In Somalia, which already lacks a strong central government, the foreign military presence risks aggravating matters and contributing to the country’s disintegration.
Late last month, Somalia called on the United Nations Security Council to halt the construction of a UAE military base in Somaliland. Somalia’s ambassador to the UN slammed the deal to build the base in the port city of Berbera as a “clear violation of international law”.
The deal was struck between the local government of Somaliland and the UAE without the oversight and approval of the Somali federal government. Somaliland is a semi-autonomous region that unilaterally declared independence during the country’s civil war, although this has not been internationally recognised.
The UAE’s decision to build a military base in Berbera violates Somalia’s constitution and its UN-backed federal government. It empowers the local government of Somaliland and entertains its old separatist tendencies. It could stoke huge tensions in the region and Somalia could easily descend back into a state in turmoil.
Somalia, like other countries in the Horn of Africa and the Red Sea region, has drawn increased attention from outsiders with interests in the area. Turkey has been extremely active in Somalia, in close cooperation with the federal government, and the UAE has been very active throughout the Horn of Africa.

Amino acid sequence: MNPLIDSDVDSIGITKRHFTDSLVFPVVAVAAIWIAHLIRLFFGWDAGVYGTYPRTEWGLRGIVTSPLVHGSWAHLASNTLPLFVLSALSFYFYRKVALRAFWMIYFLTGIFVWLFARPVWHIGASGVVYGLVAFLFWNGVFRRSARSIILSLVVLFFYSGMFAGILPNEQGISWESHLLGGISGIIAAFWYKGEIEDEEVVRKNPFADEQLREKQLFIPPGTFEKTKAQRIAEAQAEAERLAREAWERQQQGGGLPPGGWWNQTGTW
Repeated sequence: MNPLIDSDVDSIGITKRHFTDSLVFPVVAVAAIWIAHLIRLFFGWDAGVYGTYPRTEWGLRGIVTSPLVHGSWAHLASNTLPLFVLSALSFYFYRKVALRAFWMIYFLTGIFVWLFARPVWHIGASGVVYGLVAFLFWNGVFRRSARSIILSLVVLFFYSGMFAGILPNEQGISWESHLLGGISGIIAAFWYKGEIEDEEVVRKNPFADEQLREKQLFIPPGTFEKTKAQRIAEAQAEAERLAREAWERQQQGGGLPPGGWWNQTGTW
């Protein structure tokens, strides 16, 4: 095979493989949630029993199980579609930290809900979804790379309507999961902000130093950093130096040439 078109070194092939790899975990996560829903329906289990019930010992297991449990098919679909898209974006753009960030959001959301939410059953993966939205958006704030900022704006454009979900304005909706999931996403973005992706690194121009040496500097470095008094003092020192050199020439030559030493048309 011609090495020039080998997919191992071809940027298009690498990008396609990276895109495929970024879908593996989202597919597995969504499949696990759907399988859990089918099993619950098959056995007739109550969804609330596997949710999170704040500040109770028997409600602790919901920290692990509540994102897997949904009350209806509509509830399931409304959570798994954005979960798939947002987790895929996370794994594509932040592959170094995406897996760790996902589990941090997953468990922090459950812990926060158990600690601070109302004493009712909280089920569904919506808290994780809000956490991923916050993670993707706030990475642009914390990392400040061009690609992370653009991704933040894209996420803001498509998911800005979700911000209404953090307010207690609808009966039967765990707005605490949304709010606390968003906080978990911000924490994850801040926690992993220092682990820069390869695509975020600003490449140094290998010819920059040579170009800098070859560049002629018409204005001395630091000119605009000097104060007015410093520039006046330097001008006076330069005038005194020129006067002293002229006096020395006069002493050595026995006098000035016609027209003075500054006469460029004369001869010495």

With the recent Turkey-UAE diplomatic spat and rising rivalry, one wonders how this will play out in Somalia. Critical to this is the wider context of the Red Sea, a vital trading route for the world and especially Europe – its main route with Asia. As Alex Rondos, the EU special representative for the Horn of Africa, noted: “We have a vital stake here. The artery through which much of the trade, and therefore jobs, that are created runs through the Red Sea.”
‘We have a vital stake here. The artery through which much of the trade, and therefore jobs, that are created runs through the Red Sea’ – Alex Rondos, EU special representative for the Horn of Africa
It should come as no surprise that China’s first permanent overseas naval base was situated on the Red Sea. It opened in Djibouti last year and aims to help protect this vital trading route, while solidifying its wider strategic engagement with Africa. There are fears that China’s influential posture in Djibouti will pose a challenge to the US and France, which each have a military base there. Both Saudi Arabia and the UAE had troops in Djibouti, but after a diplomatic spat, they were evicted in 2015 – although the Saudi troops returned a year later.
Meanwhile, in the last few years, Turkey has boosted its engagement with Africa, particularly Somalia. In 2011, when Somalia was struck by a famine, Turkey’s then-prime minister, Recep Tayyip Erdogan, became the only non-African leader to visit the strife-torn Somalian capital in nearly two decades. Erdogan led efforts that brought much-needed attention and hundreds of millions of dollars of aid to the country.
It became common to hear from Somalis that the West and the African Union could learn from the “Turkish model“. Mehmet Ozkan of the SETA institute, which is close to Turkey’s ruling party, wrote in a 2014 report that this “super country” and “dominant” image should be normalised and avoided, as it was unsustainable in the long run.